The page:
& Area Guide
Disney creates a millennial spirit
By ROBERT JENKINS
© St. Petersburg Times, published October 5, 1999
LAKE BUENA VISTA -- Since Epcot opened 17 years and four days ago, it has been both faulted and praised by customers for its emphasis on educating rather than entertaining. The 15-month Millennium Celebration that began Friday gives both sides in the discussion more ammunition.
The park's mission of offering easily digestible tastes of foreign culture has been expanded with Millennium Village, a compact, if lightweight, blend of world expo and county fair. But guests are more likely to leave Epcot jabbering about the spectacular and even spiritual Tapestry of Nations parade, which is followed by an ooohh-inspiring fireworks finale.
"The puppets are the pieces of the world. The drums built inside the clocks are like a great wheel of time, moving forward," explains Gary Paben, the senior show director at Walt Disney World who created Tapestry of Nations.
"Drums seemed essential -- the driving force, giving a tribal feel," Paben said, to the parade's basic theme. "It celebrates diversity; at the end, everyone should be dancing hand in hand."
Paben told reporters on Friday, the day the Millennium Celebration opened, that during brainstorming for the entire celebration he decided, "The parade should have elements of fire, dance, sculpture, art, sounds and movement. . . . We put these general themes in a snowdome and shook it up."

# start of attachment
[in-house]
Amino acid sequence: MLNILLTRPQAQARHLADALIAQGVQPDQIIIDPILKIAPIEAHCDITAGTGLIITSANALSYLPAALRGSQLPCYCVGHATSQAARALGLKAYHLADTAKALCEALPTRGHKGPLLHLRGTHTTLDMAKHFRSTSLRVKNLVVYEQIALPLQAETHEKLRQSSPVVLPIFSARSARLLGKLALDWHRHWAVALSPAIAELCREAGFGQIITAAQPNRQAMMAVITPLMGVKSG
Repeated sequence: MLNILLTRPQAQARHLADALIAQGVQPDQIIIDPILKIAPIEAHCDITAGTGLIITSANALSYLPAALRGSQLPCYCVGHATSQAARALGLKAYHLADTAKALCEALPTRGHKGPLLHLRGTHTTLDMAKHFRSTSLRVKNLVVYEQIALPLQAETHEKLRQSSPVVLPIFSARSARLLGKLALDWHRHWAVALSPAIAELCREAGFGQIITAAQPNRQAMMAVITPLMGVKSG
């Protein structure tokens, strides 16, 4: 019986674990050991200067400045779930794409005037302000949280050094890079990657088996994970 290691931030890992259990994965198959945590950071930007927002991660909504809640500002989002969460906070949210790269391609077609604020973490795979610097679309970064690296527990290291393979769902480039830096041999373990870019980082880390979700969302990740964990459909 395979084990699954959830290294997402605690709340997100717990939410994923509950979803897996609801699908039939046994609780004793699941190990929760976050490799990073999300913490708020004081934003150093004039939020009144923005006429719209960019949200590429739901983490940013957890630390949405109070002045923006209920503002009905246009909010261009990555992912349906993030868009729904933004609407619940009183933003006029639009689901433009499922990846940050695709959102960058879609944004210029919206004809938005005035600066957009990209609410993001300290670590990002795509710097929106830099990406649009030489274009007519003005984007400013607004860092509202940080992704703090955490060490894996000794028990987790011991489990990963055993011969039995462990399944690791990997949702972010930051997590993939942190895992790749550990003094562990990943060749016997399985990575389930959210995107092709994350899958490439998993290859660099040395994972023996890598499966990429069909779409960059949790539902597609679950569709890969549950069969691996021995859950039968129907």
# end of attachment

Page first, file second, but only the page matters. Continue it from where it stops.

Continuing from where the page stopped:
The Tapestry parade is actually three identical units, performing simultaneously at different places around the large World Showcase Lagoon. Each segment's rolling clock/drums, played by 10 drummers, provide the beat underlying the custom musical score, recorded at the Beatles-blessed Abbey Road Studios.
While the drumbeats have some spectators swaying, everyone seems enthralled by the 40 towering puppets as they dance and dip, articulated bodies letting the puppeteers endow them with human motions and even personality.
That's just as Michael Curry intended. Curry, who designed parts of Broadway's acclaimed Beauty and the Beast, designed and built the puppets. "Some of them have been named -- Wriggle Girl, Pearl -- by their puppeteers," Curry said Friday. "I promote the idea that the puppeteers develop a friendship with their puppets."
There are eight puppet designs. Some of the figures gently flap colorful gossamer wings; others are fashioned from high-density foam covered in metallic leaf.
"Gary gave me one word for guidance in designing the puppets: spirituality," said Curry. "I wanted to give them an uplifting, transcendental, lighter-than-air feeling. I looked at the qualities of kites, clouds, airplanes."
Because "all cultures of the world are in one show," continued Curry, "I created a generic silhouette."
Paben added: "The puppets are pools of light and fire, moving rainbows."
From the gentle, reassuring optimism of rainbows, spectators are later dazzled by what is Disney World's largest fireworks-and-fire show ever.
IllumiNations 2000: Reflections of Earth occurs on and above the lagoon. From 14 barges, at the direction of 67 computers, erupt 2,800 fireworks shells and hundreds of gallons of liquid propane fires. Most of the flames come from 37 nozzles on the fire barge, where the temperature reaches 1,400 degrees; that heat can be felt on the shoreline.
Each shell's launch, accomplished through an estimated 15,000 lines of computer code, matches a note of music in another custom-written score.